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A Religious Reason Not to Create a WSU School of Medicine

UW WSU warThe Seattle Times reports that some legislators are worried that the proposed new WSU School of Medicine will be, in effect, a religious school limited by its association with Spokane’s Sacred Heart Hospital. 

Sacred Heart, of course is required to limit its practice in areas of reproductive health, abortion, physician assisted suicide and other areas determined by the doctrines of the Roman Catholic Church.   Of course these sorts of patient care are  guaranteed to all patients by our state laws. 
This new controversy illustrates the problem of creating a medical school with limited resources limited not only to the choice of available hospitals but to the environment to be competitive with the UW School.  That school, the UW SoM is ranked at or near the top of all medical schools and that rarefied rank is particularly true of the rural and primary care programs. The benefit to a student from Eastern Washington, especially a student who intends to practice there, is immense.
 The usual answer to any political question is to follow the money.  Who would benefit from this new school?  No evidence has been offered that the number of degrees will be more than can be offered by the UW with its far greater resources.
I suggest the answer is a classic one … political pork. A new campus means buildings and administration. Some local people will benefit even if the students lose out on the access to the much greater resources offered not only in Seattle, but by the multistate WWAMI program.  
I am mystified by the lack of discussion of where the money would come from to create this school. Some of what I have read suggests the WSU thinks a medical school will pay for itself in grant money. That would be wonderful except that it is never true. The National Institutes of Health pays only about 50% of the indirect costs of research and those research grants are very difficult to get even with  already massive research facilities like those at UW, the Hutch and the Allen Institute.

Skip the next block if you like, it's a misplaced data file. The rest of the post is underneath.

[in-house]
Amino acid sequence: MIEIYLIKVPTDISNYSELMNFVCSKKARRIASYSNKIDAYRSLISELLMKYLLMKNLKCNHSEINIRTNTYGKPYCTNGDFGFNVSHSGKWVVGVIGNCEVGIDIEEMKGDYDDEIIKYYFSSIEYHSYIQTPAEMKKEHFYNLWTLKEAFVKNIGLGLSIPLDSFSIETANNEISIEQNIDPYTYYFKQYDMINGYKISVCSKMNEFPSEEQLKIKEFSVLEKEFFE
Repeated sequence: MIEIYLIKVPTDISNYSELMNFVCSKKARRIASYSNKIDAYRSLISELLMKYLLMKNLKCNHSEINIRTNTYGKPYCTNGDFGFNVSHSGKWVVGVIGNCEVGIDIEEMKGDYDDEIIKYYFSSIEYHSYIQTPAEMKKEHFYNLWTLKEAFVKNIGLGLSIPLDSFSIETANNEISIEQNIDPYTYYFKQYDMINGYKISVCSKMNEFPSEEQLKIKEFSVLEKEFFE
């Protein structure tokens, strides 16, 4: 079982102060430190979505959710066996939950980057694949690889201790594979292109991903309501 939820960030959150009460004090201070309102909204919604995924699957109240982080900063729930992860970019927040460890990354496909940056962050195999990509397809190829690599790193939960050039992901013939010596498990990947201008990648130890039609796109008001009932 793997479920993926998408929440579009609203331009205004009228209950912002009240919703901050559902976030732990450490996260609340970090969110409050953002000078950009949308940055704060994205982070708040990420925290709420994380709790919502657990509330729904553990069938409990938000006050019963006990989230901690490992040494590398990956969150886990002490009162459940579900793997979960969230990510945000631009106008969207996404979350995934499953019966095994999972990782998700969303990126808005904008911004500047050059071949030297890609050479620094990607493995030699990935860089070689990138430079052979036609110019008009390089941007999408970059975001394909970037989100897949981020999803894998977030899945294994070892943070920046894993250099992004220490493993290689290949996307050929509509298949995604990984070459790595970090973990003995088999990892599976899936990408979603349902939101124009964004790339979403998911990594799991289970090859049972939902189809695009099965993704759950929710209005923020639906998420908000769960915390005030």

Unless WSU has a mystery donor, this is not a realistic dream.
But wait, there is more. The proposed use of Sacred Heart has an issue that is even more important than the role of the Catholic Church.  Sacred Heart is a good local hospital but an outstanding medical school can only work if it also has outstanding hospitals representing a diversity of expertise.  This is not only important to graduating raw MDs.  After medical school, doctors train as residents and fellows.  These residents and fellows from a WSU Medical School will, one hopes, decide to practice where they complete their training.  It is hard to see Sacred Heart filling the role of the UW Hospital, the VA, Harborview, the Cancer Care Alliance, Childrens, and others affiliated with the UW.  Money is an issue here too.  Creating those kinds of hospitals  will costs 100s of millions of dollars well beyond the means of WA state.
Are there local donors? If so they should come forth.

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